It is not the enlarged liver that is the problem - conferences are significantly less late-night and drunken than they used to be when they were held in the seaside towns.
It helped that in those days the media were less intrusive and prurient, so those who did celebrate too well could do so comfortable in the expectation that their excesses would not be the stuff of tomorrow's newspapers or a clip on YouTube.
The excess now is the intensity of the lobbying. There are hundreds of fringe meetings run not only by every possible think-tank, trade association and pressure group, but also subtly by companies. One Liberal Democrat peer said he had never known of fringe meetings on saving at a party conference, but this year there were dozens. Behind most of them were insurance companies and other financial groups.
The Liberal Democrat programme for fringe meetings was bigger than its guide to the conference.
It was still a lot smaller than the Conservative book of listings, but bigger than Labour's. That is what happens when you lose power and don't look like regaining it for a while. The Liberal Democrat fringe in contrast must be four times the size of two years ago. Suddenly, its politicians, and certainly the ministers among them, have become worth talking to.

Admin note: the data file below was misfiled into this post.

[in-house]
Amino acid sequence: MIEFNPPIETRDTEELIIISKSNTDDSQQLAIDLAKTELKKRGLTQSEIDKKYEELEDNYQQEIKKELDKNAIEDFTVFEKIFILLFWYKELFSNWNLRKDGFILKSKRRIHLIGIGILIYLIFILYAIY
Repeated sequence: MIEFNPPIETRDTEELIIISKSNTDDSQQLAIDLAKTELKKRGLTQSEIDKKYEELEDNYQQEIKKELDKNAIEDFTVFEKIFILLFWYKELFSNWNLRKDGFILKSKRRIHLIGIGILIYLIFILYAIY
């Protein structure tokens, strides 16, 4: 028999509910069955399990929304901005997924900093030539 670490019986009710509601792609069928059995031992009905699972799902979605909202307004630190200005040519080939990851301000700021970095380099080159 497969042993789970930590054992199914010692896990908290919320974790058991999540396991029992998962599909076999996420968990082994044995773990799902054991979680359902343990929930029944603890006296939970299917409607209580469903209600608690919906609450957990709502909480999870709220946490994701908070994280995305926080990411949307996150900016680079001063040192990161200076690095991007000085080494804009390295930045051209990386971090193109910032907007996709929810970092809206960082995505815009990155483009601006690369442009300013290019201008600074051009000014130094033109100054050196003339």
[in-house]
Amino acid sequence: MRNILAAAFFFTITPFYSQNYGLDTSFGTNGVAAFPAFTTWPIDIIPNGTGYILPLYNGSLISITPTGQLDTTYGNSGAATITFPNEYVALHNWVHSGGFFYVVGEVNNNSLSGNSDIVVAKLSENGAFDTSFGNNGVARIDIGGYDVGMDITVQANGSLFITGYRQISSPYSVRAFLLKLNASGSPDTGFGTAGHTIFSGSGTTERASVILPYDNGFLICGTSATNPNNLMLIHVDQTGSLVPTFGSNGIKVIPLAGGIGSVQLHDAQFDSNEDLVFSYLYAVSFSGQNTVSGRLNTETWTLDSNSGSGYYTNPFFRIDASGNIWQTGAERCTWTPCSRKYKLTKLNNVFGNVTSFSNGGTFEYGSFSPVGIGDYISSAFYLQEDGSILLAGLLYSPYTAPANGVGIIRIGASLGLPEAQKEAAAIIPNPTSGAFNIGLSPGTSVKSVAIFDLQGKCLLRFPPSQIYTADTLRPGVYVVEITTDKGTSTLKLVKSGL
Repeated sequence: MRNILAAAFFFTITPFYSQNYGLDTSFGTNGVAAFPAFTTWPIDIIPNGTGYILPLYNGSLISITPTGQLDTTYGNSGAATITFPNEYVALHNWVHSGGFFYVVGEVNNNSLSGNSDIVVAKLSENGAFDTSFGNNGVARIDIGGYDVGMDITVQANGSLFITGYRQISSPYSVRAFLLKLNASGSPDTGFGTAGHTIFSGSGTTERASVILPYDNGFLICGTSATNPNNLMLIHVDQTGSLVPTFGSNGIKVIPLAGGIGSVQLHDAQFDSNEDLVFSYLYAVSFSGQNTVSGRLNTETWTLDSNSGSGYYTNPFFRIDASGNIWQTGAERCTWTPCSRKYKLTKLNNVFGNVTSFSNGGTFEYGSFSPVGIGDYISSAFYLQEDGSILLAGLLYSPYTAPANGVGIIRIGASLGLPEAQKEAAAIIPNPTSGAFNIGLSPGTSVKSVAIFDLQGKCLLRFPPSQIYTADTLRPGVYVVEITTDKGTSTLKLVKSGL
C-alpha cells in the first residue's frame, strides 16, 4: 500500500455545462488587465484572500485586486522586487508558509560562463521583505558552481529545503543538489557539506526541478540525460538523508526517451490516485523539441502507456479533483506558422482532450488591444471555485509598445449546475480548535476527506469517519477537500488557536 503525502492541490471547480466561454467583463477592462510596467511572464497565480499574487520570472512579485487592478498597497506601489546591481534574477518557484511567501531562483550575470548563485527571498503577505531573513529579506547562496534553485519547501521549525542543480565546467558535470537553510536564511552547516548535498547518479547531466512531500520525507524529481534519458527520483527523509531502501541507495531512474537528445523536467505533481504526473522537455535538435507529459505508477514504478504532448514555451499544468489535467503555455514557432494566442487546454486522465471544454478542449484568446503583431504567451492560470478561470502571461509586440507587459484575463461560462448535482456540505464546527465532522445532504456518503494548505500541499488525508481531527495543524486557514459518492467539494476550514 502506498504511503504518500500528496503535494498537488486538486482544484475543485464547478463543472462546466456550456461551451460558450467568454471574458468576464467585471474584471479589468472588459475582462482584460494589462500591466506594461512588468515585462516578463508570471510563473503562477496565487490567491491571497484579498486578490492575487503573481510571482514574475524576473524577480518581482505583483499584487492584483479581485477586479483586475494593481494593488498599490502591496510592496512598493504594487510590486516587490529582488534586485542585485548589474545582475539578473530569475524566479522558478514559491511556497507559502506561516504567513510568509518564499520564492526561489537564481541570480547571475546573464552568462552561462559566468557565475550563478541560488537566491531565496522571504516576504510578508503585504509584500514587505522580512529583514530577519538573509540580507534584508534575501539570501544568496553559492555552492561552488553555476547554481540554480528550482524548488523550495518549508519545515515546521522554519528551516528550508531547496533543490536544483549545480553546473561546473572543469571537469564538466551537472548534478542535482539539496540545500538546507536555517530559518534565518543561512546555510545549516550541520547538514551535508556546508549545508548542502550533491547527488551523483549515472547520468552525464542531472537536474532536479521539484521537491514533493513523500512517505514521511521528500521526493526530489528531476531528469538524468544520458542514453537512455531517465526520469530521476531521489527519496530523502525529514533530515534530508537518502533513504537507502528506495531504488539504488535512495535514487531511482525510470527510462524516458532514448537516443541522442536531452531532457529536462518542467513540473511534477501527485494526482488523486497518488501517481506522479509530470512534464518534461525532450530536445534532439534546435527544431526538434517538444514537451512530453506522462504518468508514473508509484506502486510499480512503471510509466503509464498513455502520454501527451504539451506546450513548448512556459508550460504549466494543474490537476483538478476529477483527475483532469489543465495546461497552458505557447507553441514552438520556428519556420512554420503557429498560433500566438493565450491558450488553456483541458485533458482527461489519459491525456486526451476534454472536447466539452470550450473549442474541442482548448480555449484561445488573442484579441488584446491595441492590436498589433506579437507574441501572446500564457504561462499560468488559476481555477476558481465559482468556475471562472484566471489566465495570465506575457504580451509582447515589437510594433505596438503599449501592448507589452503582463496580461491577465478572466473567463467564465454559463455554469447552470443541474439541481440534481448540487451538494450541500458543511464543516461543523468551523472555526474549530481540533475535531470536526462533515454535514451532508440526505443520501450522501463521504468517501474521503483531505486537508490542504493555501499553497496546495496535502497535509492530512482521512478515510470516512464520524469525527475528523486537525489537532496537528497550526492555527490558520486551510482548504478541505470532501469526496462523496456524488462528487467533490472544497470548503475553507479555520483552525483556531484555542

But that is surely also where it breaks down and becomes a frightening waste of money. The theory is you organise a meeting and invite a minister to sit on the panel alongside your own experts.
What actually happens, is that the politicians double or triple book themselves, which means they can only attend any one session for 15 minutes - enough for them to make their contribution, take a few questions and then rush off to their next engagement.
I sat next to the same minister three times in one and a half days - it was only on the third occasion that he realised he had met me before. That was just after he realised he had muddled the order of his speeches and given the wrong one.
Anthony Hilton is City commentator on London's Evening Standard.